For months, two of Los Angeles City Councilman Jose Huizar’s opponents did their best to remind voters of the sexual harassment case filed against him.
Former county Supervisor Gloria Molina repeatedly mentioned the lawsuit, filed by a former Huizar aide, in her campaign mailers. On the campaign trail, she promised to provide “responsible leadership,” a phrase aimed at reminding voters of both the case and the Council’s decision to spend up to $200,000 on lawyers to defend Huizar.
The lawsuit was quietly settled last year. And on election day, the legal drama simply fizzled as an issue.
Huizar, who represents neighborhoods from downtown to Eagle Rock, overwhelmed second-place finisher Molina by a ratio of more than 2 to 1 after talking about other subjects: bicycle lanes, public parks, downtown development and his long-standing opposition to the extension of the 710 Freeway from El Sereno to Pasadena.
Typical was the opinion voiced by Boyle Heights resident Denise Alvarez, who discussed her support for Huizar outside a polling place on Wabash Avenue.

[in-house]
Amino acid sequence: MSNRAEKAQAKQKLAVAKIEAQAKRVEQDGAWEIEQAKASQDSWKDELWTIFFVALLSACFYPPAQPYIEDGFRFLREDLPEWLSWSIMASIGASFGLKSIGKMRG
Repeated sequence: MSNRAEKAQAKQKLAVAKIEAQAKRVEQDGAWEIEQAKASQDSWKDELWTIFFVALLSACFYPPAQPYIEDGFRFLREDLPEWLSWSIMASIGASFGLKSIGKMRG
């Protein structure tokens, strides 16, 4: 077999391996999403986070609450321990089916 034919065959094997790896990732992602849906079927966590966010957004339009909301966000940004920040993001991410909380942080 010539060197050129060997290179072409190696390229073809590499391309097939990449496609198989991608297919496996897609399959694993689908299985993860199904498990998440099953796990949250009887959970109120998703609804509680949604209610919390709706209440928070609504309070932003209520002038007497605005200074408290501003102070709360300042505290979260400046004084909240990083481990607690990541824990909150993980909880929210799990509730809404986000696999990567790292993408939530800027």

“I like him,” she said. “I don’t care what scandal happened recently. It’s his performance that counts.”
Former Huizar Deputy Chief of Staff Francine Godoy filed her lawsuit in 2013, alleging that he had asked her for sexual favors and retaliated against her when she refused. Huizar called those allegations malicious and false, but said he had an extramarital affair with Godoy for an unspecified period.
Godoy and Huizar reached an agreement last year to end the case at no additional cost to the city. But by then, Molina had entered the race.
Molina went on to criticize Huizar over Godoy’s salary, which grew from about $47,000 to more than $132,000 while working for him. She was joined in the race by social worker Nadine Diaz, a candidate who regularly brought up the Godoy case at debates and promised to restore the district’s “moral compass.”
Those efforts did not resonate with Huizar backers such as Josef Bray-Ali, a bicycle activist who had long been impressed by the councilman’s support for “road diets,” projects that reduce the number of car lanes to make room for bicycles. Bray-Ali promised last fall to rally bicyclists, pedestrian advocates and urban-planning types to Huizar’s side, saying road safety was far more important than the Godoy situation.
“He could have three more affairs … and I would still support the guy,” he said at the time.
On election day, Diaz pulled less than 5% of the vote, according to unofficial returns. Molina, whose career in Eastside politics spanned more than three decades, received less than 24% of the vote. Huizar, on the other hand, secured another 5 1/2 years in office.
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